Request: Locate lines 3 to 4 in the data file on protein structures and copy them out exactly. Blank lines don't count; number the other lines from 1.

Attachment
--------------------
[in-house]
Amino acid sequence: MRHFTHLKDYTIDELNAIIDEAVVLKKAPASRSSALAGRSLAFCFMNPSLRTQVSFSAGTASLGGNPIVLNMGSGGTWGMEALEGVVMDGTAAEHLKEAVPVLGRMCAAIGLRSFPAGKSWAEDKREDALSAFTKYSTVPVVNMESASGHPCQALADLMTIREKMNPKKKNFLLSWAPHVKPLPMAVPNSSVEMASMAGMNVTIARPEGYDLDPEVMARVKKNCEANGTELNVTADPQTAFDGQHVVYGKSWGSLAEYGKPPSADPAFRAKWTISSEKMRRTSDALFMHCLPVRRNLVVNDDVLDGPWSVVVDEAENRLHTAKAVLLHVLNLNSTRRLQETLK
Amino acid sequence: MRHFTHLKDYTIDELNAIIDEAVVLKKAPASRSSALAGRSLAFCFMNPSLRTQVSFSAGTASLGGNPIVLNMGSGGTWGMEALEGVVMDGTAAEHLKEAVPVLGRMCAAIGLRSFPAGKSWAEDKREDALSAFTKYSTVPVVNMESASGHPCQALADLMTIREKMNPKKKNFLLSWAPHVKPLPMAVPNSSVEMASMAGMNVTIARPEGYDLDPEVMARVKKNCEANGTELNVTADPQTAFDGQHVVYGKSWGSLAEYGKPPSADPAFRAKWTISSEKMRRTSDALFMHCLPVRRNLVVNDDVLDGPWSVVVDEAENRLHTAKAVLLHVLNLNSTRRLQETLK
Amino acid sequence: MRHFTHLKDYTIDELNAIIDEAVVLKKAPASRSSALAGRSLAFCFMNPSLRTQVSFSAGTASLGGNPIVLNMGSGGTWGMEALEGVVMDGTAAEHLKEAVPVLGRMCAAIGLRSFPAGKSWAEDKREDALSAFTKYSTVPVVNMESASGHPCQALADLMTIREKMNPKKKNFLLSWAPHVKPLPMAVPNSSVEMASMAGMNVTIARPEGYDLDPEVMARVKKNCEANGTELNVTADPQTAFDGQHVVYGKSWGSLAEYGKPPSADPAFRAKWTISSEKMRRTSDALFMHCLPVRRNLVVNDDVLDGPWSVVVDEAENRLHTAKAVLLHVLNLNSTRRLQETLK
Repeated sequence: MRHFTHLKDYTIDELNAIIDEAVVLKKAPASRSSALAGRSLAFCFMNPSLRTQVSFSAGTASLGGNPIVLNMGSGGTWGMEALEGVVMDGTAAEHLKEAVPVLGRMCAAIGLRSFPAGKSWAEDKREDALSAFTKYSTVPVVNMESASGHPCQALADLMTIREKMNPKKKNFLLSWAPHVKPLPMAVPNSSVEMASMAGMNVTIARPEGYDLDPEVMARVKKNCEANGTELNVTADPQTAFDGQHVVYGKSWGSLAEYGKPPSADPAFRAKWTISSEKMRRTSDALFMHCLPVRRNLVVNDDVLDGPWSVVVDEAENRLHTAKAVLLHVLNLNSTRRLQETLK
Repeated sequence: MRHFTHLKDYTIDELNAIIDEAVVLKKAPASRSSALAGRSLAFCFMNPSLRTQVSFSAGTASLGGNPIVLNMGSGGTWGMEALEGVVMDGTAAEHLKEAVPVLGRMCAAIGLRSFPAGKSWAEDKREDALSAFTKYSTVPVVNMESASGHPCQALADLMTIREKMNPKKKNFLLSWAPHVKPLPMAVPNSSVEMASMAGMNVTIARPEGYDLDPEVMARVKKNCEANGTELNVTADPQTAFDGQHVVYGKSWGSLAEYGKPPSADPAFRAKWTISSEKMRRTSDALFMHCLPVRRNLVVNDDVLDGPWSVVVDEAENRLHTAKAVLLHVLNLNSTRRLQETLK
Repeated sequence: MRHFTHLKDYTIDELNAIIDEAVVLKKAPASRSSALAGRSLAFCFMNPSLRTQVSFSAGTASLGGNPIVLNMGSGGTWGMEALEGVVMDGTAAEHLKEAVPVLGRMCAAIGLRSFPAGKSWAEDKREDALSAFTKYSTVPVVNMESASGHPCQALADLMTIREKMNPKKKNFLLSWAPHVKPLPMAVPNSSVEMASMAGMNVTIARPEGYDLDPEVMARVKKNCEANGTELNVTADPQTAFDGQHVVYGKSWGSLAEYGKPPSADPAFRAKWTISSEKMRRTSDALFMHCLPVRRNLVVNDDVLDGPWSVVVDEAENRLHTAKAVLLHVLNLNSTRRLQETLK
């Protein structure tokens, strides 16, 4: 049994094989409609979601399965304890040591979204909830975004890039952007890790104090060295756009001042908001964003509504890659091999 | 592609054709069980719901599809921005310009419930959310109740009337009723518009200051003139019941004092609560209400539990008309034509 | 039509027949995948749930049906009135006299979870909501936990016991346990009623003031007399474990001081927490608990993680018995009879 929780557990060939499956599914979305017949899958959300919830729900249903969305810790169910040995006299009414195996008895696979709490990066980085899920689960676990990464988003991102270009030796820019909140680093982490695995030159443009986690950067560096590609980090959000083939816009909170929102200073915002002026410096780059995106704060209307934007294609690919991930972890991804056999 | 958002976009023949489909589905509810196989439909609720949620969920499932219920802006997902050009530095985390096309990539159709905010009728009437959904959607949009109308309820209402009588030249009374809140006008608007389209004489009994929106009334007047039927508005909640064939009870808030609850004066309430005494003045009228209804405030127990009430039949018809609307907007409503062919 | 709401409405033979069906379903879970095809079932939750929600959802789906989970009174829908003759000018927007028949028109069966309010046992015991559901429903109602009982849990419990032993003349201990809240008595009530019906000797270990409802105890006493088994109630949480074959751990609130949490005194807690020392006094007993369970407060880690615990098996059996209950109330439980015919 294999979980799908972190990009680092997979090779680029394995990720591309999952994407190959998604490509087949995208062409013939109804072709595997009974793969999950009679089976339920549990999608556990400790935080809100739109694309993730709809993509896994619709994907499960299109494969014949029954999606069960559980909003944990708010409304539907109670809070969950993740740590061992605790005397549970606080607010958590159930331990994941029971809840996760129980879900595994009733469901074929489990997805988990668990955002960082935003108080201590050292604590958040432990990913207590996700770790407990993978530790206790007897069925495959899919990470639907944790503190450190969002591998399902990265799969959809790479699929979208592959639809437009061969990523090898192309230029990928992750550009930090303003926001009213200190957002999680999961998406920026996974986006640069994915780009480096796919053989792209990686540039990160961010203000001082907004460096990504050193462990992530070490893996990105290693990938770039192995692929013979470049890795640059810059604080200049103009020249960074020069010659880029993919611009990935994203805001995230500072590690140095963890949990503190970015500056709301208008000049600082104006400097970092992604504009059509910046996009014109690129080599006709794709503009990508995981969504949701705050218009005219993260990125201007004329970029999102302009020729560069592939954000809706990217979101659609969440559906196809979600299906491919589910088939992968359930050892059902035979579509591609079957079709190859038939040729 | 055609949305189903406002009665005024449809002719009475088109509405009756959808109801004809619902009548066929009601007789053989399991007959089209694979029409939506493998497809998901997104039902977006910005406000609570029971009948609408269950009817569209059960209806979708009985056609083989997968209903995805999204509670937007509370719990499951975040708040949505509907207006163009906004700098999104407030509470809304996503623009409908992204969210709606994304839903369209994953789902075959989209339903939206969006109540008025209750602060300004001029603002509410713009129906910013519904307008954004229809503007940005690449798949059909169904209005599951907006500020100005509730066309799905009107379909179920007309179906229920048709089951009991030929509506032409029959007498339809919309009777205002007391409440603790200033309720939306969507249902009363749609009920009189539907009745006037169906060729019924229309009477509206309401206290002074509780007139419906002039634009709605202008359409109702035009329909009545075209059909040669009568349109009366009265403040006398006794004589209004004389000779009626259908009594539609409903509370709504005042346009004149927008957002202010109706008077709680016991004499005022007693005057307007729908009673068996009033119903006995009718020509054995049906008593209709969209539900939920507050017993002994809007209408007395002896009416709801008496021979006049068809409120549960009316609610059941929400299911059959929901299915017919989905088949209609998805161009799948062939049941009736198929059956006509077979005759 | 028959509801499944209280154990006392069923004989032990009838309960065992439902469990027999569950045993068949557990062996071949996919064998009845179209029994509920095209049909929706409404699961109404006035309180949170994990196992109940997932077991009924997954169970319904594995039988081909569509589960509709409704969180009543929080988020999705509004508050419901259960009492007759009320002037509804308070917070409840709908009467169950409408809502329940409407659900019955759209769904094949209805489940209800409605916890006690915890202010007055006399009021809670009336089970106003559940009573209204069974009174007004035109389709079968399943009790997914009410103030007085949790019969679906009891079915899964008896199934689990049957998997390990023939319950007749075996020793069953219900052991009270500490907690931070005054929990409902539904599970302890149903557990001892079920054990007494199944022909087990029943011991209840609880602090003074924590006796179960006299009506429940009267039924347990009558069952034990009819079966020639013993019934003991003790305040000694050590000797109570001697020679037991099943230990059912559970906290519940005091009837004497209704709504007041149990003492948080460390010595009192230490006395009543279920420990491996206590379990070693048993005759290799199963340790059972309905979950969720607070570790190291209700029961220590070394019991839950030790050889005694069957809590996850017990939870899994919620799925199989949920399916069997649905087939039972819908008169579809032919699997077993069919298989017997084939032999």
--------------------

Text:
Amino acid sequence: MRHFTHLKDYTIDELNAIIDEAVVLKKAPASRSSALAGRSLAFCFMNPSLRTQVSFSAGTASLGGNPIVLNMGSGGTWGMEALEGVVMDGTAAEHLKEAVPVLGRMCAAIGLRSFPAGKSWAEDKREDALSAFTKYSTVPVVNMESASGHPCQALADLMTIREKMNPKKKNFLLSWAPHVKPLPMAVPNSSVEMASMAGMNVTIARPEGYDLDPEVMARVKKNCEANGTELNVTADPQTAFDGQHVVYGKSWGSLAEYGKPPSADPAFRAKWTISSEKMRRTSDALFMHCLPVRRNLVVNDDVLDGPWSVVVDEAENRLHTAKAVLLHVLNLNSTRRLQETLK
Amino acid sequence: MRHFTHLKDYTIDELNAIIDEAVVLKKAPASRSSALAGRSLAFCFMNPSLRTQVSFSAGTASLGGNPIVLNMGSGGTWGMEALEGVVMDGTAAEHLKEAVPVLGRMCAAIGLRSFPAGKSWAEDKREDALSAFTKYSTVPVVNMESASGHPCQALADLMTIREKMNPKKKNFLLSWAPHVKPLPMAVPNSSVEMASMAGMNVTIARPEGYDLDPEVMARVKKNCEANGTELNVTADPQTAFDGQHVVYGKSWGSLAEYGKPPSADPAFRAKWTISSEKMRRTSDALFMHCLPVRRNLVVNDDVLDGPWSVVVDEAENRLHTAKAVLLHVLNLNSTRRLQETLK